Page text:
The province’s municipal leaders have voted to send a letter to the federal transport minister regarding TransCanada’s Energy East pipeline project.
The letter from the Saskatchewan Urban Municipalities Association (SUMA) will support the pipeline project.
The decision to send the letter was made by leaders from more than 100 towns and cities in Saskatchewan, and was voted on in a resolution at the SUMA convention last week. The resolution passed almost unanimously.
Well-known journalist and political pundit Chantal Hébert gave a presentation at the SUMA convention last week, and spoke about the pipeline. Moosomin mayor Larry Tomlinson said he was impressed by her presentation.
“It’s the first time she’s seen something not being driven by the premiers, but by the towns, cities and villages,” says Tomlinson. “She says that’s the only way it will move forward. With the premiers bantering back and forth it will make it worse. She says it will need to be driven from the lower levels.”
The vote was done in reaction to recent announcements by the federal government that it would put stricter environmental considerations on pipeline projects.
The review process would impose more steps before pipelines can be built. Government officials said it was done to restore the confidence of Canadians in its regulations.
Regina Mayor Michael Fougere said the extraction industry is important to growth in Western Canada.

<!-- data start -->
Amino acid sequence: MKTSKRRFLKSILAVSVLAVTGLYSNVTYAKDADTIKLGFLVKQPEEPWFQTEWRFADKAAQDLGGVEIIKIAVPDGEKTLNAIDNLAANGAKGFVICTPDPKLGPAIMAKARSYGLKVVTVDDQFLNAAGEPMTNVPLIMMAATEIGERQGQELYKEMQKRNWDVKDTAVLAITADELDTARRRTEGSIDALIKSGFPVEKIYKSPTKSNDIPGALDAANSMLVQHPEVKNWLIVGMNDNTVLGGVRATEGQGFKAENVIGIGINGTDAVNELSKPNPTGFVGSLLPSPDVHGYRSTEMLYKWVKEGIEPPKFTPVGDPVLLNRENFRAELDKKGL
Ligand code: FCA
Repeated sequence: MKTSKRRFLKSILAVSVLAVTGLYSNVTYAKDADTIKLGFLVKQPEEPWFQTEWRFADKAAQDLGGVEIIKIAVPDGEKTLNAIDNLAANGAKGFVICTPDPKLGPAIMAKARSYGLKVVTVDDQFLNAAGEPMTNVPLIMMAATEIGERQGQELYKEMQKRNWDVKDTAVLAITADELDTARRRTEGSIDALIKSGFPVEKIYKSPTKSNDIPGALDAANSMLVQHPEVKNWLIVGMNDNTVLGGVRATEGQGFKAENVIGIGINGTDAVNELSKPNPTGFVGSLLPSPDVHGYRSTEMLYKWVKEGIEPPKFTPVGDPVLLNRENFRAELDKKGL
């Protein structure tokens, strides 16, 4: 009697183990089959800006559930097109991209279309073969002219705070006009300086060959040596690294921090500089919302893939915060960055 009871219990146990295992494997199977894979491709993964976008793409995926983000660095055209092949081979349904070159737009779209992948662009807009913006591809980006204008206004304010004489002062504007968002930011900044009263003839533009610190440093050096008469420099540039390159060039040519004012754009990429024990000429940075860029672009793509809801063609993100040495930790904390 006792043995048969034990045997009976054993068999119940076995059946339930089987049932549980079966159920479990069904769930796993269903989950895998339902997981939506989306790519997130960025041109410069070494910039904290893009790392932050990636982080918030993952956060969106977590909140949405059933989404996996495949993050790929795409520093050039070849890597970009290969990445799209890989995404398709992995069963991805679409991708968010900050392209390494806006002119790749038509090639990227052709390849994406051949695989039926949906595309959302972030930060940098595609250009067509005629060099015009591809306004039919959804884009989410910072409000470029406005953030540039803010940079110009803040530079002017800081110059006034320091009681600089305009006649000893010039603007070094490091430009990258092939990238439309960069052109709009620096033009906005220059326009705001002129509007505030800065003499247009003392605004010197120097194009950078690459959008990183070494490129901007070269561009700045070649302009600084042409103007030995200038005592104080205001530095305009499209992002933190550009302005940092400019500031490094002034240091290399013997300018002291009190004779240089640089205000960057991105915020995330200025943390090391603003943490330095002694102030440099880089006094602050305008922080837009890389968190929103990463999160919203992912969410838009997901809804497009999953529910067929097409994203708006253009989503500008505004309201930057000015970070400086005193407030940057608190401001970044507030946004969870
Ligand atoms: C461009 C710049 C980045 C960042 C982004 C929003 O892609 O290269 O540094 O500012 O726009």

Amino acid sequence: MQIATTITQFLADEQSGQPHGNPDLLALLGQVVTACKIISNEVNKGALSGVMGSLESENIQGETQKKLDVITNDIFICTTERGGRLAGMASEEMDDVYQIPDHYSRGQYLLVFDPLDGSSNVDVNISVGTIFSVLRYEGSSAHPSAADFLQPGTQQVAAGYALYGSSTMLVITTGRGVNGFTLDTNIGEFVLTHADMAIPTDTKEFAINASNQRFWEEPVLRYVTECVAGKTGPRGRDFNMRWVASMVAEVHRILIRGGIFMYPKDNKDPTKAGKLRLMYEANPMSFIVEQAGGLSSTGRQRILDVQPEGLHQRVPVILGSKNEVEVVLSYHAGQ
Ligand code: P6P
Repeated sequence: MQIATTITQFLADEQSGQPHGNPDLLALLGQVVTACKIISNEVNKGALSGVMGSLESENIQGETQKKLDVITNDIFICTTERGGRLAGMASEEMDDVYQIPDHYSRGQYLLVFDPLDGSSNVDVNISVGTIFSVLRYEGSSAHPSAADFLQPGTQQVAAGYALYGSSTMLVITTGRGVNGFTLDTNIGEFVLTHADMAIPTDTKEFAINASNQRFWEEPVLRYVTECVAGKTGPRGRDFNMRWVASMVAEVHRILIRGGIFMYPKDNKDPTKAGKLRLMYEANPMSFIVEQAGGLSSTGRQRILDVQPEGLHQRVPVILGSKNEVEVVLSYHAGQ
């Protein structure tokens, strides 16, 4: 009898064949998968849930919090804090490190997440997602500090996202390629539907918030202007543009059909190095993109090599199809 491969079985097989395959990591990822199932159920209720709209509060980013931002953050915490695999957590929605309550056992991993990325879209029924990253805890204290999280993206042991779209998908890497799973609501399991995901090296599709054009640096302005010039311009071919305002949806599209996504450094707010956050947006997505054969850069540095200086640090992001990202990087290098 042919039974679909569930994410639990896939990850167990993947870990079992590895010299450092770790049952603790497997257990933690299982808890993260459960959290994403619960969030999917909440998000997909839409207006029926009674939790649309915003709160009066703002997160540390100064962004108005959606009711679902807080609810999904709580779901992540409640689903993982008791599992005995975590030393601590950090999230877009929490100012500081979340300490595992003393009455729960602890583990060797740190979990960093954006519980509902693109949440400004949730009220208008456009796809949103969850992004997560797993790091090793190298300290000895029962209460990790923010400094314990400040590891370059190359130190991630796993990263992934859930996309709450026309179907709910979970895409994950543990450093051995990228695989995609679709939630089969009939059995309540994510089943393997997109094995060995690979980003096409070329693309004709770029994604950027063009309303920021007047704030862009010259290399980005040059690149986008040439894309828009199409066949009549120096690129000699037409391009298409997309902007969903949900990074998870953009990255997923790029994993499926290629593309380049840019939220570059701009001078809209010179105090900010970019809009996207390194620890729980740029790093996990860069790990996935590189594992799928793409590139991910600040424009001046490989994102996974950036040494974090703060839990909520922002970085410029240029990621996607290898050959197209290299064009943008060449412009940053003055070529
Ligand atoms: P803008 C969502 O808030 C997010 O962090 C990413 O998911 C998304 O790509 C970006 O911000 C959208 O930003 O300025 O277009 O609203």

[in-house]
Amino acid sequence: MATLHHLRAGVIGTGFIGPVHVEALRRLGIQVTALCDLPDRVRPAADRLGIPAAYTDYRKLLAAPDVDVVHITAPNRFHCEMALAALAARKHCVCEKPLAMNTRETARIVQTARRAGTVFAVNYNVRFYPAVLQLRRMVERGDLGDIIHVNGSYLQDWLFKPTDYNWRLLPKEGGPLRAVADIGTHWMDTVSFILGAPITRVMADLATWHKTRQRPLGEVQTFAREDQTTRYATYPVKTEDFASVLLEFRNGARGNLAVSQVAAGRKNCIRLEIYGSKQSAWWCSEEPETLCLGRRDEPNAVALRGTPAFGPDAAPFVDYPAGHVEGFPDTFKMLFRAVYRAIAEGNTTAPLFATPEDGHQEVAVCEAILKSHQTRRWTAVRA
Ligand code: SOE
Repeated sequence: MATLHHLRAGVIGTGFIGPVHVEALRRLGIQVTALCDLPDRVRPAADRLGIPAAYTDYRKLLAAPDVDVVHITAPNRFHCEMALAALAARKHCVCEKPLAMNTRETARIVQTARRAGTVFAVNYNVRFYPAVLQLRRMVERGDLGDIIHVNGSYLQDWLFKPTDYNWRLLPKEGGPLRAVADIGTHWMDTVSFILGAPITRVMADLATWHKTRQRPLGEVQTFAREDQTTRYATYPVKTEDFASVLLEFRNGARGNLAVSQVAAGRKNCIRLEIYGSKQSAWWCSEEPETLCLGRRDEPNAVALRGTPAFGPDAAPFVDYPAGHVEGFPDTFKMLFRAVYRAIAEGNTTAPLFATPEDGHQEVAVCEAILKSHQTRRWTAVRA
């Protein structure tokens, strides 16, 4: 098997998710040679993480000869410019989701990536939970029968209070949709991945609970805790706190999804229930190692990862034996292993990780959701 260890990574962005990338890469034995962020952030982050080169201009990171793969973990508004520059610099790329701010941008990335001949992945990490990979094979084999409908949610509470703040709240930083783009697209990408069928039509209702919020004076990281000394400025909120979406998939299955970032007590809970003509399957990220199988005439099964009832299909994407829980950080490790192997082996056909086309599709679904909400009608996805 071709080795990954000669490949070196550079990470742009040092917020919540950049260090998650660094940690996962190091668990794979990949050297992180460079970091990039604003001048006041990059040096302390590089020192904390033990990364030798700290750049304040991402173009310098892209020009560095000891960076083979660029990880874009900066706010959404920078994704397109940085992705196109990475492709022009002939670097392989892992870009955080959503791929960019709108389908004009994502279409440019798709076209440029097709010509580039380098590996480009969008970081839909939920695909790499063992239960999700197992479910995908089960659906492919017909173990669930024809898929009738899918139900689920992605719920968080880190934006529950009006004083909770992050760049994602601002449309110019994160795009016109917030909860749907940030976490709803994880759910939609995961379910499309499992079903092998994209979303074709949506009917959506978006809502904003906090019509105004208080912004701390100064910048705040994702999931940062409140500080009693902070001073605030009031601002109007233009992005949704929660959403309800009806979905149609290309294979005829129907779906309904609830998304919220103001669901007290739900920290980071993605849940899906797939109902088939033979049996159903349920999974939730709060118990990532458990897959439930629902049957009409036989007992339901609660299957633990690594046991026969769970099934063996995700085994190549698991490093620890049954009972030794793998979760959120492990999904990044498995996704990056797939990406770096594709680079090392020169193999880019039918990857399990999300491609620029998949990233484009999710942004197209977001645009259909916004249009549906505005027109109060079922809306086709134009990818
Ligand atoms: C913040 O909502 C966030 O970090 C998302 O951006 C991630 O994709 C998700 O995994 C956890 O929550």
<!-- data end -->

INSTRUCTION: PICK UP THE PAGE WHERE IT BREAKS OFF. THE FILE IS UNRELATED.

“As long as these pipelines meet regulatory requirements—environmental and otherwise—there’s no need to say ‘no’ to the pipeline to the east,” he said.
“I’m hoping that we’re not adding regulatory changes that are unfair, that are not imposed on other types of pipelines, or other types of environmental reviews.”
Jeff Howe, a councillor from Wawota, was a voting delegate at the SUMA convention. Howe was one of the few councillors to vote against the pipeline resolution. Howe says he was also impressed by Hebert’s presentation, but had a problem with the way the resolution on Energy East was handled.
The resolution was added at the convention to a list of 15 resolutions that had been sent out to councils before the convention.
“No one got any notice of any kind that that was gong to happen,” says Howe. “There was a package that came out ahead of time outlining all of the resolutions that were going to be at the SUMA convention for voting, and the idea was that town councils could discuss the resolutions and come up with their position and then their voting delegates could vote accordingly.
“I and a few other people—not many—voted against it. The reason I voted against it was that we had no advance warning that it was going to be put to a vote.
“I think it was wrong for them to bring it in front of that group with no advance warning. By bringing the motion in as it were, I felt almost ambushed. They took away the ability to consult with my fellow councillors and the ability to consult with my constituents and try to get a sense of whether or not people in town are for or against it.”